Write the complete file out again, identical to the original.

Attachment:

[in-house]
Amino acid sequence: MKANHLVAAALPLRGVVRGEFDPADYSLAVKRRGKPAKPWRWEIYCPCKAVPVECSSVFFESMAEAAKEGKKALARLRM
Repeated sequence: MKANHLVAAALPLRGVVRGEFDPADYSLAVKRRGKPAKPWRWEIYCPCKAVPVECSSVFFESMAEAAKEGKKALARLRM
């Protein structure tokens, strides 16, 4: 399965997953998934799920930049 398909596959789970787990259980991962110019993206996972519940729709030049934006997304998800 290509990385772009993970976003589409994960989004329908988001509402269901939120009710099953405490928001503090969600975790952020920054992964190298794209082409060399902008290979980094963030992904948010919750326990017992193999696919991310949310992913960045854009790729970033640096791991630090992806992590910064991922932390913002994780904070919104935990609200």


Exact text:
[in-house]
Amino acid sequence: MKANHLVAAALPLRGVVRGEFDPADYSLAVKRRGKPAKPWRWEIYCPCKAVPVECSSVFFESMAEAAKEGKKALARLRM
Repeated sequence: MKANHLVAAALPLRGVVRGEFDPADYSLAVKRRGKPAKPWRWEIYCPCKAVPVECSSVFFESMAEAAKEGKKALARLRM
């Protein structure tokens, strides 16, 4: 399965997953998934799920930049 398909596959789970787990259980991962110019993206996972519940729709030049934006997304998800 290509990385772009993970976003589409994960989004329908988001509402269901939120009710099953405490928001503090969600975790952020920054992964190298794209082409060399902008290979980094963030992904948010919750326990017992193999696919991310949310992913960045854009790729970033640096791991630090992806992590910064991922932390913002994780904070919104935990609200």